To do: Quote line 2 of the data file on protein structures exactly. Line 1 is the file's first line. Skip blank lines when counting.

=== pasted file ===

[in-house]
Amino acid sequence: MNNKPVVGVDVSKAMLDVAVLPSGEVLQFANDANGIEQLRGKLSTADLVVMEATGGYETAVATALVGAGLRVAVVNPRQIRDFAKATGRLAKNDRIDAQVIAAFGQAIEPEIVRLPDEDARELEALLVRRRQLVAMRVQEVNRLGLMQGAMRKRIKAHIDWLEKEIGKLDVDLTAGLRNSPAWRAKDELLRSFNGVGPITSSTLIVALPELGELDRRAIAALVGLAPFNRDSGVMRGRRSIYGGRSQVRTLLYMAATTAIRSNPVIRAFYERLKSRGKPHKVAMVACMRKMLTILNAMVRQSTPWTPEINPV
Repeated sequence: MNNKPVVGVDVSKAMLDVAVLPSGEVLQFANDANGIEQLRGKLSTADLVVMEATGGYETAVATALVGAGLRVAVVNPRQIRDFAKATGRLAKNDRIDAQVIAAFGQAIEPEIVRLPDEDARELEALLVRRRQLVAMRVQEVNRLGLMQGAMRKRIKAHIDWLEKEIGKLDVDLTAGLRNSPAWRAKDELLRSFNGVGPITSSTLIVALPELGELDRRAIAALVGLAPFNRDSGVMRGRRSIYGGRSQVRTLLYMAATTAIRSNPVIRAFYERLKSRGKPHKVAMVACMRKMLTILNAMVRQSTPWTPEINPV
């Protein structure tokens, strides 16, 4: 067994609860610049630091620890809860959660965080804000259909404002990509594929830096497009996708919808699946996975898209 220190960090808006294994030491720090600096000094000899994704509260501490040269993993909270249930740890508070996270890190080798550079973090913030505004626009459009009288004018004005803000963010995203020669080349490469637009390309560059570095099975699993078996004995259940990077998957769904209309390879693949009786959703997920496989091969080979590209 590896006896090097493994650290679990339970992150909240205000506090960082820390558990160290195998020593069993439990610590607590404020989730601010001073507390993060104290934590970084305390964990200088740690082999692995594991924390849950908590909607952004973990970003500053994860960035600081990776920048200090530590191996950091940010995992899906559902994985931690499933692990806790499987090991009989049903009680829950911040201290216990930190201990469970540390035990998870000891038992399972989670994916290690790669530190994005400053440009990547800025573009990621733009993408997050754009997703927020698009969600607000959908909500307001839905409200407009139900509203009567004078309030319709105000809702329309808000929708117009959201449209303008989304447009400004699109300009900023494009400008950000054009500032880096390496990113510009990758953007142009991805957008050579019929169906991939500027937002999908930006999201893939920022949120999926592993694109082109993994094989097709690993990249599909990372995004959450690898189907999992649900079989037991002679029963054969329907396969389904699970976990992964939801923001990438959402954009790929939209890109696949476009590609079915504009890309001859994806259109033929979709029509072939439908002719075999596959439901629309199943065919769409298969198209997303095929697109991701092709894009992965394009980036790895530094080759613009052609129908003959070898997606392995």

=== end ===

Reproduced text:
Amino acid sequence: MNNKPVVGVDVSKAMLDVAVLPSGEVLQFANDANGIEQLRGKLSTADLVVMEATGGYETAVATALVGAGLRVAVVNPRQIRDFAKATGRLAKNDRIDAQVIAAFGQAIEPEIVRLPDEDARELEALLVRRRQLVAMRVQEVNRLGLMQGAMRKRIKAHIDWLEKEIGKLDVDLTAGLRNSPAWRAKDELLRSFNGVGPITSSTLIVALPELGELDRRAIAALVGLAPFNRDSGVMRGRRSIYGGRSQVRTLLYMAATTAIRSNPVIRAFYERLKSRGKPHKVAMVACMRKMLTILNAMVRQSTPWTPEINPV